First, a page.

In an interview with WFXT-TV, the Fox-owned station in Boston, Geoff Kelly said the investigation remains active 24 years after the theft.
In 1990, two men disguised as police officers talked their way into the museum and overpowered the security guards. They escaped with possibly the biggest haul ever of stolen art, including Rembrandt's Christ on the Sea of Galilee and The Concert, one of only 34 definitive works by the Dutch master Johannes Vermeer, a Rembrandt etching, a Manet, and five Degas drawings. The thieves also took a Shang dynasty bronze beaker from China and an eagle-shaped finial or end-piece from a Napoleonic flag.
Kelly, in his first TV interview since taking charge of the case 11 years ago, said that over the years sources agents believe are credible have reported seeing the missing art. He said it was last seen in Philadelphia.
"When this case originally went down, the suspect list was pages long," Kelly said, adding that it has been "whittled down" considerably over the years.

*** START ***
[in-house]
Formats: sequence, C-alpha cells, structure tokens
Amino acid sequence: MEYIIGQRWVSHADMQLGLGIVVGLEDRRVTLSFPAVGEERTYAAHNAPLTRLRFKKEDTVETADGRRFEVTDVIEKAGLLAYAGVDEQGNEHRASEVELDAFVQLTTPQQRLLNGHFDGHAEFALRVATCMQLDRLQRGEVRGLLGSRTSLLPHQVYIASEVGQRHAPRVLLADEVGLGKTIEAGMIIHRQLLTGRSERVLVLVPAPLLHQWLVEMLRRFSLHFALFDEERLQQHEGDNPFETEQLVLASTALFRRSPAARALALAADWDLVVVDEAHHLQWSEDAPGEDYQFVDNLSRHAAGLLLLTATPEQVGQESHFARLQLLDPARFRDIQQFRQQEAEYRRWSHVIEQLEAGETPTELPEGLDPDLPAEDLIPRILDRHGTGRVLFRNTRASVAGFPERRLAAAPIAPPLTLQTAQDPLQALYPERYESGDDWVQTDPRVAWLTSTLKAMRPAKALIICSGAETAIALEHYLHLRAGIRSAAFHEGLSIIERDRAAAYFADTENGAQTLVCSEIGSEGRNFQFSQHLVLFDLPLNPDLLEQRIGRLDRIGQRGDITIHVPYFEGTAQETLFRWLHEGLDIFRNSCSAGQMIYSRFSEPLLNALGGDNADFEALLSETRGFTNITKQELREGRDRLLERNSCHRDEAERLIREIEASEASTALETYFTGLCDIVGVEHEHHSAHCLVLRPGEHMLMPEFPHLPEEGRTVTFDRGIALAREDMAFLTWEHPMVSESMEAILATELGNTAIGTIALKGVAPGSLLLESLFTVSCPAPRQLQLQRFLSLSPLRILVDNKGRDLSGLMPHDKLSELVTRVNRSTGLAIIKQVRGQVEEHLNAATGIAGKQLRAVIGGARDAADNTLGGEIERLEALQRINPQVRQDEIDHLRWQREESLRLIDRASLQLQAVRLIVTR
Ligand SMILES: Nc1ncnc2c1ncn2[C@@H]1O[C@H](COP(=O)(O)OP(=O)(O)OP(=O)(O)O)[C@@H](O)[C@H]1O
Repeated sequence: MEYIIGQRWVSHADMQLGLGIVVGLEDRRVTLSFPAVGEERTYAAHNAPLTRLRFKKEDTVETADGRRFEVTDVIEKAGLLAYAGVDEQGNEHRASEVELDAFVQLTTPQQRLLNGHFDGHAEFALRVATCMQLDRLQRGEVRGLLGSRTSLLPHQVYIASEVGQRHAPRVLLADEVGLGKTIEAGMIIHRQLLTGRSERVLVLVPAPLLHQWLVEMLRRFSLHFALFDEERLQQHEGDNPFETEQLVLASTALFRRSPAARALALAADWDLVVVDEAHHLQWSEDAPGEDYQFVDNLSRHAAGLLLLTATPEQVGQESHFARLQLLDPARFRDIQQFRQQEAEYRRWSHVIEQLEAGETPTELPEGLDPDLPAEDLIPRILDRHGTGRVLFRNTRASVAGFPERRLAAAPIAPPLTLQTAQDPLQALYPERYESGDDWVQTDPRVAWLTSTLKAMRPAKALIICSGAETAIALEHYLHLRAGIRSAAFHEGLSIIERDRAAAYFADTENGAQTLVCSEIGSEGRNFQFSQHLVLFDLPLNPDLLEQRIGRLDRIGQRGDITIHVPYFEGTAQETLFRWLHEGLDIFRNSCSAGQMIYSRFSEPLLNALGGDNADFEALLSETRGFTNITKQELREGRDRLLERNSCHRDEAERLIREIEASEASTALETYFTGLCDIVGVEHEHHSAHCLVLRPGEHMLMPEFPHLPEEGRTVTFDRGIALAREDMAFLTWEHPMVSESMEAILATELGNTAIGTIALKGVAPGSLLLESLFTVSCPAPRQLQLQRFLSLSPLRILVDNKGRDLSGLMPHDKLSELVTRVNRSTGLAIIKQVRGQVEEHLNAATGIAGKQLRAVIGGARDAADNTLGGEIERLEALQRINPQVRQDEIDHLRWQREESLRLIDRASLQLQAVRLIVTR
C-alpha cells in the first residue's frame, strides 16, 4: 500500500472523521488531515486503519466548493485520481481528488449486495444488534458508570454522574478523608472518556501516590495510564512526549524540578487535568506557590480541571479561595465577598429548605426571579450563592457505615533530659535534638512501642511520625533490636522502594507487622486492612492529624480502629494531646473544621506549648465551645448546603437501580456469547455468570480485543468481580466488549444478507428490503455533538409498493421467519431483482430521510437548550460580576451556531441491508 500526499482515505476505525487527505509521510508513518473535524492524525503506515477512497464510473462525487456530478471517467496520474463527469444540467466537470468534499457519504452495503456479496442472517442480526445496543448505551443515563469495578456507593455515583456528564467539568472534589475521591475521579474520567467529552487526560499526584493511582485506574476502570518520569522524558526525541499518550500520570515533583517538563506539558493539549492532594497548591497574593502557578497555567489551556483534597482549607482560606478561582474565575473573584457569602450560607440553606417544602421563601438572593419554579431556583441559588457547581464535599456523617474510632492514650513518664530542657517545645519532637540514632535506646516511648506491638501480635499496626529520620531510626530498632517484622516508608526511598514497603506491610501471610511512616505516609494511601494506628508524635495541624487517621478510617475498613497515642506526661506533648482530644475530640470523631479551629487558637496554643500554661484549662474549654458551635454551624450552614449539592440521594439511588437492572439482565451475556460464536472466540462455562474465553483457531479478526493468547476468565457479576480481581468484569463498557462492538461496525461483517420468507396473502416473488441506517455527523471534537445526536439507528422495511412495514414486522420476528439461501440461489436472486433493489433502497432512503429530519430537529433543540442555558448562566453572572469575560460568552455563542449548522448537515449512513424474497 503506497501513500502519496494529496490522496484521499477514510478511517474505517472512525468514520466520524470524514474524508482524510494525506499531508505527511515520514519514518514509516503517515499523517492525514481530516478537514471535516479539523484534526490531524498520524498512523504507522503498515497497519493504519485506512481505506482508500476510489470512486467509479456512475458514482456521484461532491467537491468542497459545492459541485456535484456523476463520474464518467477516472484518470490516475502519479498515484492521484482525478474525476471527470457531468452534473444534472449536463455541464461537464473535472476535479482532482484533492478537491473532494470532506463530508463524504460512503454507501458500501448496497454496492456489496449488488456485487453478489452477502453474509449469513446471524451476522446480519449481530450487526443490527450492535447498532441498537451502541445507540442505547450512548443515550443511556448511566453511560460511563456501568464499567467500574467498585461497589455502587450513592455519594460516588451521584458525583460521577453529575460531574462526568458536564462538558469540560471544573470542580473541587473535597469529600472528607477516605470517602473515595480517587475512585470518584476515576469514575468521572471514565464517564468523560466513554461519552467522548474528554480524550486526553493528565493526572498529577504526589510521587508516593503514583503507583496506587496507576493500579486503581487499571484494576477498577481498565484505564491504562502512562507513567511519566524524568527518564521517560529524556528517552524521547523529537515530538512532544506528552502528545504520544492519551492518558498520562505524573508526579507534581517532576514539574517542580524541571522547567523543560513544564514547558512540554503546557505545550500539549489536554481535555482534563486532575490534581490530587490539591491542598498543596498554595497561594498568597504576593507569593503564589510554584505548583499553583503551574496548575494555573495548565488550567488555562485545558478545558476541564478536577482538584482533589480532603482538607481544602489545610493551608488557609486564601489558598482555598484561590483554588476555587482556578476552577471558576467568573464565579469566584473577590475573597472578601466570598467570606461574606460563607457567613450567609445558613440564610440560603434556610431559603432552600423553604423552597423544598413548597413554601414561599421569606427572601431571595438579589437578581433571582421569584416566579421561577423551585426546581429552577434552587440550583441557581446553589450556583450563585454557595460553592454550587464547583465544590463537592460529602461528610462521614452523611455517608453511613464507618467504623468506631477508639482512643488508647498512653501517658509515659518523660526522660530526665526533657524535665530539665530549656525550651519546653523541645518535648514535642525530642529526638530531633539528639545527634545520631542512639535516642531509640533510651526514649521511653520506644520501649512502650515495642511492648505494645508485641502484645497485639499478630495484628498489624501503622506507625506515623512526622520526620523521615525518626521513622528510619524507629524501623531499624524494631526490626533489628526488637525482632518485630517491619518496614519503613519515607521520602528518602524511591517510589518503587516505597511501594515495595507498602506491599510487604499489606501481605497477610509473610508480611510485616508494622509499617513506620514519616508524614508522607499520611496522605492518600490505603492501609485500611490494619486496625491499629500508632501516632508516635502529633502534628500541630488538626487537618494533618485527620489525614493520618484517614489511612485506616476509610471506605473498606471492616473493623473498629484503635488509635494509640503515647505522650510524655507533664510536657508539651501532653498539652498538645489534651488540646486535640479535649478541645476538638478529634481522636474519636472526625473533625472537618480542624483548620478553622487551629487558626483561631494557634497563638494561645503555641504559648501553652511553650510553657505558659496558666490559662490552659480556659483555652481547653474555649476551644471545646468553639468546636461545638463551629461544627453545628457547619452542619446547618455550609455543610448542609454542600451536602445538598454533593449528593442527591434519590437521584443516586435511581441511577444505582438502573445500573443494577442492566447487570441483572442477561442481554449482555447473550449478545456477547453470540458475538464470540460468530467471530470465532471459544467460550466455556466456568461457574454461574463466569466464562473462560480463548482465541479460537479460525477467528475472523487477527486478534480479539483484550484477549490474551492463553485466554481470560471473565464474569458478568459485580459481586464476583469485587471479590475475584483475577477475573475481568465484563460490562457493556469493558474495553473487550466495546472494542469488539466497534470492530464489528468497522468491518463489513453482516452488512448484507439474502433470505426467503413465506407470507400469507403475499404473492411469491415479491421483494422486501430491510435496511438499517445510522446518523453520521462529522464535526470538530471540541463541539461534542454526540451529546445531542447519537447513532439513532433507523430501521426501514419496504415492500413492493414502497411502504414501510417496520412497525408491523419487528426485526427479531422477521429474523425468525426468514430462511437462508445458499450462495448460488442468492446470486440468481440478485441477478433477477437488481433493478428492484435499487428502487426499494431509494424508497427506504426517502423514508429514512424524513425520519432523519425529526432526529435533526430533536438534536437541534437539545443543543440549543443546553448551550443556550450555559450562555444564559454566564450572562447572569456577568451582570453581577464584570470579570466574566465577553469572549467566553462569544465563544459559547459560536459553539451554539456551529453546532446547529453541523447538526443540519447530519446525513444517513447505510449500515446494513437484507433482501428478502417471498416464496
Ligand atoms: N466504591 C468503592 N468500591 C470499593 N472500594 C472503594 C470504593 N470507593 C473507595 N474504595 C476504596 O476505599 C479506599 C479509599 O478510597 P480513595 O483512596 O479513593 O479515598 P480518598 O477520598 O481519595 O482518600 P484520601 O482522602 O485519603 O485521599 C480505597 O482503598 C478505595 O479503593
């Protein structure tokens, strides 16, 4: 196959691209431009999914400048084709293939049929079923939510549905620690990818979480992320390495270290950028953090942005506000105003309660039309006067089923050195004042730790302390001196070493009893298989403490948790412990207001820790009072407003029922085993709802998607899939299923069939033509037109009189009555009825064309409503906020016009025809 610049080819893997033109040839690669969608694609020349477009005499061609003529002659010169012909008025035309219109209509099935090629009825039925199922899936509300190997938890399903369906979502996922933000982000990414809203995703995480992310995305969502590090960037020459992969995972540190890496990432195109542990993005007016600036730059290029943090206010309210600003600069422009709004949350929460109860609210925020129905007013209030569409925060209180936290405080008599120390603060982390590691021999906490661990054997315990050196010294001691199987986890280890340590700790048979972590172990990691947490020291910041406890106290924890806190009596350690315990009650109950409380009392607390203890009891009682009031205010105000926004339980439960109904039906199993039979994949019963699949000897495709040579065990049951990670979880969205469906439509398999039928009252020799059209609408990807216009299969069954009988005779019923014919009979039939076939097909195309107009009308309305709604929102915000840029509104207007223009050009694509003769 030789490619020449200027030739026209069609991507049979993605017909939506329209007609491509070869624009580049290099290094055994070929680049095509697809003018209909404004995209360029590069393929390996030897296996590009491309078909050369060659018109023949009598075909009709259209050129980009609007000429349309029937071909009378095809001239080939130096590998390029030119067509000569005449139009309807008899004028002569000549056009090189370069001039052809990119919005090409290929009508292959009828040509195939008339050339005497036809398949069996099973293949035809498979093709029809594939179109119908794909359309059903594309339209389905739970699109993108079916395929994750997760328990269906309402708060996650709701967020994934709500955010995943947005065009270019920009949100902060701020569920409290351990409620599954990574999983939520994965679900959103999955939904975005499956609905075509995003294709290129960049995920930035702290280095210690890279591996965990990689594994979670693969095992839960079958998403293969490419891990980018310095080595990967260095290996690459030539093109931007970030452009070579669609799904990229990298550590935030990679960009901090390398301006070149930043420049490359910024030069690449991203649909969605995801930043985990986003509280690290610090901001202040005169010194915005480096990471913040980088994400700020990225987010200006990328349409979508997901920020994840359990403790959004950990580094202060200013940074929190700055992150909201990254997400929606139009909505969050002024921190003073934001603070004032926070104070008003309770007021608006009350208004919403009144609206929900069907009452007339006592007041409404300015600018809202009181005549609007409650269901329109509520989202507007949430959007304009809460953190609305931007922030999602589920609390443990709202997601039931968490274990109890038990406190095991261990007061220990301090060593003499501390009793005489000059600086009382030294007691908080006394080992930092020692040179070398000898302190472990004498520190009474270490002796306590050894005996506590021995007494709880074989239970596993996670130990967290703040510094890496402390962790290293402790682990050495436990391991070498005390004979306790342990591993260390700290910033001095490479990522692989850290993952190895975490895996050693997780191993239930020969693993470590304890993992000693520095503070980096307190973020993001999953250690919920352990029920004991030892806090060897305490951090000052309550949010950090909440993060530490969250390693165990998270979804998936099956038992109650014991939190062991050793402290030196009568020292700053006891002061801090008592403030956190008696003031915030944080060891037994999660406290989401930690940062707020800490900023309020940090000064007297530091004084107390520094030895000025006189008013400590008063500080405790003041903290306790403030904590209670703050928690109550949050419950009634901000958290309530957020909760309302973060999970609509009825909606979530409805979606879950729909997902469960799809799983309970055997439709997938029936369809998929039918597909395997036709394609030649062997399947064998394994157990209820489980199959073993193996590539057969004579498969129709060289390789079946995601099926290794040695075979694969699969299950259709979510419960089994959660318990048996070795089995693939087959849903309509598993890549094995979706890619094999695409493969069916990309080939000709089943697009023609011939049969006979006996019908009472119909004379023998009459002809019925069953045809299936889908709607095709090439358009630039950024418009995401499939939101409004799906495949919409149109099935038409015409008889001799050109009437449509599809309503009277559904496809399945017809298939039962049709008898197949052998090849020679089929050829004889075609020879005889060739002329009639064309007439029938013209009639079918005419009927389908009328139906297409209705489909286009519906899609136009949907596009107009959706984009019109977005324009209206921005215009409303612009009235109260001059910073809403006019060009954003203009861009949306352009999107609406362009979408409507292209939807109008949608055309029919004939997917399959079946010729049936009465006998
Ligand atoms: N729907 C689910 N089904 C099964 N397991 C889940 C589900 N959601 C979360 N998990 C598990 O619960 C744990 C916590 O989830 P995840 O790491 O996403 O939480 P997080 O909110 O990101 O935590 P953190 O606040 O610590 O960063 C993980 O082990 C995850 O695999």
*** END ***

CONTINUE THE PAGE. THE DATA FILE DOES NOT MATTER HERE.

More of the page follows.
While well-known artworks sell for millions of dollars when they come on the market, experts believe many thefts are carried out to get potential bargaining chips because stolen works cannot be sold openly. In the Isabella Stewart Gardner theft, the FBI has offered a $5 million reward for recovery of the paintings and federal prosecutors have offered immunity.
Kelly said there are three persons of interest in the investigation, Carmello Merlino and Robert Guarente, both of whom are dead, and Robert Gentile. Gentile's home in Manchester, Conn., was searched in 2012 and no art was found, although investigators found clothing with police and FBI insignia and other paraphernalia like two-way radios.
In the 1990s, the FBI learned from informants that Merlino wanted to return the Rembrandt painting for a reward. But the deal fell through when Merlino was arrested in connection with an armored car robbery.
Under the terms of Isabella Stewart Gardner's will, the contents of her Italian-style palace on the Fenway must remain in the arrangement she decreed. That means the places where the stolen paintings hung remain empty.